Family as your first freelance client?

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I was reading this Instagram post from @martin_lasek.

(I definitely recommend following him, BTW.)

And, his advice was to let family be your first client to help you get comfortable working with clients. And, one thing he said jumped out at me:

“Believe me the fact it‘s family doesn‘t make them an easier client it just makes it easier for you to enter the field of project management, delivering and actually finishing it.”

Man! Is that so true?

And, I’ve been back and forth on this.

Family CAN be a great first client.

And, it can help give you that jumpstart you need.

With something to put in your portfolio.

Experience.

Etc.

But, you really have to be careful. Because you can quickly ruin a relationship and get discouraged as a freelancer if you don’t do it right. So, I’ve developed some “rules” for working with family.

Follow these and you’ll get the experience and portfolio items you need…

Without making Thanksgiving dinner as uncomfortable as a giant in a clown car.

1. They’re a client.

Once you decide to work with a family member as a client… they’re a client. Throw ALL your expectations about how they’ll behave out the window.

Because THEY will.

At the end of the day, they want their thing built.

And, if you don’t deliver or mess it up.

They won’t like it.

So, treat them like any other client.

2. Scope, scope, scope… and then more scope.

The #1 issue you’ll face with family members as clients is scope creep. “Come on, bro!” “Really, sis? You can’t add just this one more thing?” “Come on, son. I did everything for YOU growing up.”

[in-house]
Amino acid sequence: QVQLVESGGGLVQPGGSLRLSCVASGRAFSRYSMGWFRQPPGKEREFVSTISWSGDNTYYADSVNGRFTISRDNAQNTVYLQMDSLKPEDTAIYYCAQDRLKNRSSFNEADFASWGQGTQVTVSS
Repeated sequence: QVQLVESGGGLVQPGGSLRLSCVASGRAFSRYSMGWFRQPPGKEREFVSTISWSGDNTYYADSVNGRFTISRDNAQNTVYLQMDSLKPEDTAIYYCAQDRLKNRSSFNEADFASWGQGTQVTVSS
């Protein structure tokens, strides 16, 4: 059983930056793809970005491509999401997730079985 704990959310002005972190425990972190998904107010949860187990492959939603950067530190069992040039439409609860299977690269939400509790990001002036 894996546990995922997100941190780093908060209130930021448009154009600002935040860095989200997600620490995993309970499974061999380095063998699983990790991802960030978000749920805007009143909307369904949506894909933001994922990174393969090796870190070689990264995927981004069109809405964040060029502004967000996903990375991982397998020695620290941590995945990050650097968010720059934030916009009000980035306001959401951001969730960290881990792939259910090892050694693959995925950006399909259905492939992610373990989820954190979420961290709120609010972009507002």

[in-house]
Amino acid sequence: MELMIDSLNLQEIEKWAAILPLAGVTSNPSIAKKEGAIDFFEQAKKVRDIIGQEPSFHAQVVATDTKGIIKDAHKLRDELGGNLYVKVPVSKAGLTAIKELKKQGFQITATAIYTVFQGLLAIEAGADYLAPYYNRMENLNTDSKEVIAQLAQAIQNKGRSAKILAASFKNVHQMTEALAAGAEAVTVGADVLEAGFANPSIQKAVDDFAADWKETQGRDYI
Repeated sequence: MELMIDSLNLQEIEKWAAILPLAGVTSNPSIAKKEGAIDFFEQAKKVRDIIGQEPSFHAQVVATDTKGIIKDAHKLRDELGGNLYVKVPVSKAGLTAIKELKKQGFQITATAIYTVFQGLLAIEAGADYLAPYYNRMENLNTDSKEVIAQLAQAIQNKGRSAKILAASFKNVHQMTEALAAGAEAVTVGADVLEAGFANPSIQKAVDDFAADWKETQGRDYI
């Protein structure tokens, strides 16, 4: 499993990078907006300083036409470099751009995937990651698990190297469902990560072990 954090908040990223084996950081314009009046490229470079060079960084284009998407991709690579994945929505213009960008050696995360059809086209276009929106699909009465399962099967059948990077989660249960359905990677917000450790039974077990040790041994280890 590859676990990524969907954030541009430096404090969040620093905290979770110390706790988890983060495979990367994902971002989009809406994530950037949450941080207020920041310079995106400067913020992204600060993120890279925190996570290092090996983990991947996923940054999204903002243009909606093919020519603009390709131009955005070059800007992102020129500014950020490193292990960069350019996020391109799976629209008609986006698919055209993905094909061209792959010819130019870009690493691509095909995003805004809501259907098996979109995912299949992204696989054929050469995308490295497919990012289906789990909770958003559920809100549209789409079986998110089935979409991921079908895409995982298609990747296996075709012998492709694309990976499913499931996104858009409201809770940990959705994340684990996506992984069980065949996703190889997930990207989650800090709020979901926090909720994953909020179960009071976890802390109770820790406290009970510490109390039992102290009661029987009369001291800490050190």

And on and on.

Families are masters of guilt-tripping each other.

They WILL do it to you.

So, take this as a challenge to learn how to manage scope creep.

Keep THEM on task and you’ll have no problem with regular clients.

3. Exit strategy.

What if things go to hell? Bring this up BEFORE you agree to work with them. Tell them this is your first time doing this. You might just screw it up. And, decide on how you’ll exit the agreement if things go wrong.

This will save your relationship with them.

It helps manage expectations.

And, gives both sides a way out.

It’s uncomfortable, but crucial.

So, there you go.

If you do those three things, at a minimum, you’ll be much more likely to have a good experience, learn a ton and build up your portfolio while working with someone you know and trust.

Oh and charge them.

Something.

It can be 10 bucks.

Doesn’t matter.

Make them pay.

You’ll thank me later. 😉

Of course, at some point, you’ll want to move into getting regular clients. A portfolio, experience… those will help a ton. But, you still have to learn the SKILL of getting clients.

Where to find them?

What to offer?

How much to charge?

Persuading them to hire you.

It’s a skill just like learning how to ride a bike or coding out a CSS grid. Once you learn it, you can USE it again and again to get you the clients you want. In any case, that’s what I teach you in my Beginner’s Guide to Freelance course.

The SKILL of freelancing.

Best part… you can take it without paying a purple nickel over on my free tutorial site here: https://johnsfreetuts.com/freelance

Later,

John
P.S. Or if you prefer Patreon, you can find the course here: https://www.patreon.com/posts/beginners-guide-21994444

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John Morris

JOHN MORRIS

I’m a 15-year veteran of freelance web development. I’ve worked with bestselling authors and average Joe’s next door. These days, I focus on helping other freelancers build their freelance business and their lifestyles.

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